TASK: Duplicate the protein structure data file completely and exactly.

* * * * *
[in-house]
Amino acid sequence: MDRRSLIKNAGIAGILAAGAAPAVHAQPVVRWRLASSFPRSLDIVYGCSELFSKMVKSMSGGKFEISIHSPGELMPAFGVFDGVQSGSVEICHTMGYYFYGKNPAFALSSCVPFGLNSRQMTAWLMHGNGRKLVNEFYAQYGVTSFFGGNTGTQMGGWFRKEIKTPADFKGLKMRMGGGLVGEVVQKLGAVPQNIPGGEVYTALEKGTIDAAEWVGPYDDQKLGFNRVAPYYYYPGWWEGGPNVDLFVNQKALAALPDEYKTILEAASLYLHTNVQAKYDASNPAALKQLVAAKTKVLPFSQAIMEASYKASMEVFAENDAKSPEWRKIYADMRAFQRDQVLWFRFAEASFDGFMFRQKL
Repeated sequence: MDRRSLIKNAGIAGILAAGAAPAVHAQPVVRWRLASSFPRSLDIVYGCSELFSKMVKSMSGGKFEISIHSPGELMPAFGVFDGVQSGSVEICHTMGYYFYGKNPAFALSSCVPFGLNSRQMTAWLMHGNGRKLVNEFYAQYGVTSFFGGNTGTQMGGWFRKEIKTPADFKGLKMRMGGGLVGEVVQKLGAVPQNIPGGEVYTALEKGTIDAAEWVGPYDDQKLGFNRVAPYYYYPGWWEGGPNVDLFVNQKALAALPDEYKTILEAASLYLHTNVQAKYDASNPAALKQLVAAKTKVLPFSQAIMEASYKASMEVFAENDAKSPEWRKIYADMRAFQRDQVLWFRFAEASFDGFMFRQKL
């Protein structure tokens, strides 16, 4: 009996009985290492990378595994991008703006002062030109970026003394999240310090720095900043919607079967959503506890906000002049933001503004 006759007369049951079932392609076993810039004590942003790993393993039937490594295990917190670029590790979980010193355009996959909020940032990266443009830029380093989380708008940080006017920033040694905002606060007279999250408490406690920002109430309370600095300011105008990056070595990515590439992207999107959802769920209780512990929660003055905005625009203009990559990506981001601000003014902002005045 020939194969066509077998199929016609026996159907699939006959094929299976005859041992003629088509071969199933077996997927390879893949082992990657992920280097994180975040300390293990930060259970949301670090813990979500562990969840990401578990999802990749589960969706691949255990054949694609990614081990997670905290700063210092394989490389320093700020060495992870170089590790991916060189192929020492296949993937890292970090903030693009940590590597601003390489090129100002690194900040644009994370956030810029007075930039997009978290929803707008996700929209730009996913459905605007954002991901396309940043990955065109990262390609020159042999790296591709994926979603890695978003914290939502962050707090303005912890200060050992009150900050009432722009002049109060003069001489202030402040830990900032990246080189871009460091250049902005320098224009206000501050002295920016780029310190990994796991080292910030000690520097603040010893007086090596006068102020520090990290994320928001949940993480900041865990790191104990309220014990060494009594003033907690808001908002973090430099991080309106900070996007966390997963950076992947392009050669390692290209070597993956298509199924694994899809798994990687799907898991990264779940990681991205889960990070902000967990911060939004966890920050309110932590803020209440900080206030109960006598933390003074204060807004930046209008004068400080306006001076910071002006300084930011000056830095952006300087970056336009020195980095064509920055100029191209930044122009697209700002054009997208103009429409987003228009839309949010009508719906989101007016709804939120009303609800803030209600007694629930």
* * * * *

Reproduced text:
[in-house]
Amino acid sequence: MDRRSLIKNAGIAGILAAGAAPAVHAQPVVRWRLASSFPRSLDIVYGCSELFSKMVKSMSGGKFEISIHSPGELMPAFGVFDGVQSGSVEICHTMGYYFYGKNPAFALSSCVPFGLNSRQMTAWLMHGNGRKLVNEFYAQYGVTSFFGGNTGTQMGGWFRKEIKTPADFKGLKMRMGGGLVGEVVQKLGAVPQNIPGGEVYTALEKGTIDAAEWVGPYDDQKLGFNRVAPYYYYPGWWEGGPNVDLFVNQKALAALPDEYKTILEAASLYLHTNVQAKYDASNPAALKQLVAAKTKVLPFSQAIMEASYKASMEVFAENDAKSPEWRKIYADMRAFQRDQVLWFRFAEASFDGFMFRQKL
Repeated sequence: MDRRSLIKNAGIAGILAAGAAPAVHAQPVVRWRLASSFPRSLDIVYGCSELFSKMVKSMSGGKFEISIHSPGELMPAFGVFDGVQSGSVEICHTMGYYFYGKNPAFALSSCVPFGLNSRQMTAWLMHGNGRKLVNEFYAQYGVTSFFGGNTGTQMGGWFRKEIKTPADFKGLKMRMGGGLVGEVVQKLGAVPQNIPGGEVYTALEKGTIDAAEWVGPYDDQKLGFNRVAPYYYYPGWWEGGPNVDLFVNQKALAALPDEYKTILEAASLYLHTNVQAKYDASNPAALKQLVAAKTKVLPFSQAIMEASYKASMEVFAENDAKSPEWRKIYADMRAFQRDQVLWFRFAEASFDGFMFRQKL
């Protein structure tokens, strides 16, 4: 009996009985290492990378595994991008703006002062030109970026003394999240310090720095900043919607079967959503506890906000002049933001503004 006759007369049951079932392609076993810039004590942003790993393993039937490594295990917190670029590790979980010193355009996959909020940032990266443009830029380093989380708008940080006017920033040694905002606060007279999250408490406690920002109430309370600095300011105008990056070595990515590439992207999107959802769920209780512990929660003055905005625009203009990559990506981001601000003014902002005045 020939194969066509077998199929016609026996159907699939006959094929299976005859041992003629088509071969199933077996997927390879893949082992990657992920280097994180975040300390293990930060259970949301670090813990979500562990969840990401578990999802990749589960969706691949255990054949694609990614081990997670905290700063210092394989490389320093700020060495992870170089590790991916060189192929020492296949993937890292970090903030693009940590590597601003390489090129100002690194900040644009994370956030810029007075930039997009978290929803707008996700929209730009996913459905605007954002991901396309940043990955065109990262390609020159042999790296591709994926979603890695978003914290939502962050707090303005912890200060050992009150900050009432722009002049109060003069001489202030402040830990900032990246080189871009460091250049902005320098224009206000501050002295920016780029310190990994796991080292910030000690520097603040010893007086090596006068102020520090990290994320928001949940993480900041865990790191104990309220014990060494009594003033907690808001908002973090430099991080309106900070996007966390997963950076992947392009050669390692290209070597993956298509199924694994899809798994990687799907898991990264779940990681991205889960990070902000967990911060939004966890920050309110932590803020209440900080206030109960006598933390003074204060807004930046209008004068400080306006001076910071002006300084930011000056830095952006300087970056336009020195980095064509920055100029191209930044122009697209700002054009997208103009429409987003228009839309949010009508719906989101007016709804939120009303609800803030209600007694629930």